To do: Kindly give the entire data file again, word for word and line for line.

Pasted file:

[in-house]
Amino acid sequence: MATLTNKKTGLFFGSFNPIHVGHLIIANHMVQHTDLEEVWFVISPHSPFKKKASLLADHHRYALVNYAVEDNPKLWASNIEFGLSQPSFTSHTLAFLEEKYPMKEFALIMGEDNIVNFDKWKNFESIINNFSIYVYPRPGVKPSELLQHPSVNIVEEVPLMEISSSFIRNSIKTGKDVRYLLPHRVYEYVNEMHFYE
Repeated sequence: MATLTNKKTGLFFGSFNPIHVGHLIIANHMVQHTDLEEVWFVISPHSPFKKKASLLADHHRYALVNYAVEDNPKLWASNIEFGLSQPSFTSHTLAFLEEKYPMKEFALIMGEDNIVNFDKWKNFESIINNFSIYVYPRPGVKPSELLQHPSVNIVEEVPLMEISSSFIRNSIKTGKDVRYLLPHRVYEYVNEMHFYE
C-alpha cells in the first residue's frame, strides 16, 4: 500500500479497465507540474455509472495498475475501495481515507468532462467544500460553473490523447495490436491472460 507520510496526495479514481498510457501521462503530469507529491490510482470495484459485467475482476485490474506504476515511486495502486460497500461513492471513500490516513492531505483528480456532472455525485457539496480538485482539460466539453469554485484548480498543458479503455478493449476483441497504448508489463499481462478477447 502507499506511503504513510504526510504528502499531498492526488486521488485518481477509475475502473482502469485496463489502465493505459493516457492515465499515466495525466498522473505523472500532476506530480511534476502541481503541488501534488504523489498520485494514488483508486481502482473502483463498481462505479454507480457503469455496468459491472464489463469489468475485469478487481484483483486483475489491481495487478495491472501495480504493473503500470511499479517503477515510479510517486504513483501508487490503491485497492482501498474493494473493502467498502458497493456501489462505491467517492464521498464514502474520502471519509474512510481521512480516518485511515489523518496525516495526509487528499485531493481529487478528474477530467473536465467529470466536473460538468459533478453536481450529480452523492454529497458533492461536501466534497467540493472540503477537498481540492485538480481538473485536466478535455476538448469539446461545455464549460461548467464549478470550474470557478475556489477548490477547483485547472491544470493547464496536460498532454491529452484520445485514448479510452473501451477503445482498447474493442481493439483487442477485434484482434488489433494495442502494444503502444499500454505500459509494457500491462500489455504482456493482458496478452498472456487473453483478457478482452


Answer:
[in-house]
Amino acid sequence: MATLTNKKTGLFFGSFNPIHVGHLIIANHMVQHTDLEEVWFVISPHSPFKKKASLLADHHRYALVNYAVEDNPKLWASNIEFGLSQPSFTSHTLAFLEEKYPMKEFALIMGEDNIVNFDKWKNFESIINNFSIYVYPRPGVKPSELLQHPSVNIVEEVPLMEISSSFIRNSIKTGKDVRYLLPHRVYEYVNEMHFYE
Repeated sequence: MATLTNKKTGLFFGSFNPIHVGHLIIANHMVQHTDLEEVWFVISPHSPFKKKASLLADHHRYALVNYAVEDNPKLWASNIEFGLSQPSFTSHTLAFLEEKYPMKEFALIMGEDNIVNFDKWKNFESIINNFSIYVYPRPGVKPSELLQHPSVNIVEEVPLMEISSSFIRNSIKTGKDVRYLLPHRVYEYVNEMHFYE
C-alpha cells in the first residue's frame, strides 16, 4: 500500500479497465507540474455509472495498475475501495481515507468532462467544500460553473490523447495490436491472460 507520510496526495479514481498510457501521462503530469507529491490510482470495484459485467475482476485490474506504476515511486495502486460497500461513492471513500490516513492531505483528480456532472455525485457539496480538485482539460466539453469554485484548480498543458479503455478493449476483441497504448508489463499481462478477447 502507499506511503504513510504526510504528502499531498492526488486521488485518481477509475475502473482502469485496463489502465493505459493516457492515465499515466495525466498522473505523472500532476506530480511534476502541481503541488501534488504523489498520485494514488483508486481502482473502483463498481462505479454507480457503469455496468459491472464489463469489468475485469478487481484483483486483475489491481495487478495491472501495480504493473503500470511499479517503477515510479510517486504513483501508487490503491485497492482501498474493494473493502467498502458497493456501489462505491467517492464521498464514502474520502471519509474512510481521512480516518485511515489523518496525516495526509487528499485531493481529487478528474477530467473536465467529470466536473460538468459533478453536481450529480452523492454529497458533492461536501466534497467540493472540503477537498481540492485538480481538473485536466478535455476538448469539446461545455464549460461548467464549478470550474470557478475556489477548490477547483485547472491544470493547464496536460498532454491529452484520445485514448479510452473501451477503445482498447474493442481493439483487442477485434484482434488489433494495442502494444503502444499500454505500459509494457500491462500489455504482456493482458496478452498472456487473453483478457478482452